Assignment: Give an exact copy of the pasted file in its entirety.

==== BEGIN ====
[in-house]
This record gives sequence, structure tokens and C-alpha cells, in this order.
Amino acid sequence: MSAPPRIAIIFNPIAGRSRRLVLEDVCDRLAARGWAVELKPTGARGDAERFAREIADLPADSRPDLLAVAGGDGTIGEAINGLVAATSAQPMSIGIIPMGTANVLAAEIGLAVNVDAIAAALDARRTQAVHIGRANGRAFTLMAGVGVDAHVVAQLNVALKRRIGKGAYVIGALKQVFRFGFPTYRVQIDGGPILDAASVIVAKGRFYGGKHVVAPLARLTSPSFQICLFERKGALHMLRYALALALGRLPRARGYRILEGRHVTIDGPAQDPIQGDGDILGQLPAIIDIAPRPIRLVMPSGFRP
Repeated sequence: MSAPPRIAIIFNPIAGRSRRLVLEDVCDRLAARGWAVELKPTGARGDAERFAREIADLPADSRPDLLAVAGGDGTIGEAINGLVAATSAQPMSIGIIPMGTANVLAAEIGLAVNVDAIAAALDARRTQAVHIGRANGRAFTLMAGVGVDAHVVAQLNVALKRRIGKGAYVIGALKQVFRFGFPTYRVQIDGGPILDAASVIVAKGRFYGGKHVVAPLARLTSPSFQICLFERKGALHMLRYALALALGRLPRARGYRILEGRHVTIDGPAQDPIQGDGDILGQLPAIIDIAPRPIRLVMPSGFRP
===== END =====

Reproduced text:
[in-house]
This record gives sequence, structure tokens and C-alpha cells, in this order.
Amino acid sequence: MSAPPRIAIIFNPIAGRSRRLVLEDVCDRLAARGWAVELKPTGARGDAERFAREIADLPADSRPDLLAVAGGDGTIGEAINGLVAATSAQPMSIGIIPMGTANVLAAEIGLAVNVDAIAAALDARRTQAVHIGRANGRAFTLMAGVGVDAHVVAQLNVALKRRIGKGAYVIGALKQVFRFGFPTYRVQIDGGPILDAASVIVAKGRFYGGKHVVAPLARLTSPSFQICLFERKGALHMLRYALALALGRLPRARGYRILEGRHVTIDGPAQDPIQGDGDILGQLPAIIDIAPRPIRLVMPSGFRP
Repeated sequence: MSAPPRIAIIFNPIAGRSRRLVLEDVCDRLAARGWAVELKPTGARGDAERFAREIADLPADSRPDLLAVAGGDGTIGEAINGLVAATSAQPMSIGIIPMGTANVLAAEIGLAVNVDAIAAALDARRTQAVHIGRANGRAFTLMAGVGVDAHVVAQLNVALKRRIGKGAYVIGALKQVFRFGFPTYRVQIDGGPILDAASVIVAKGRFYGGKHVVAPLARLTSPSFQICLFERKGALHMLRYALALALGRLPRARGYRILEGRHVTIDGPAQDPIQGDGDILGQLPAIIDIAPRPIRLVMPSGFRP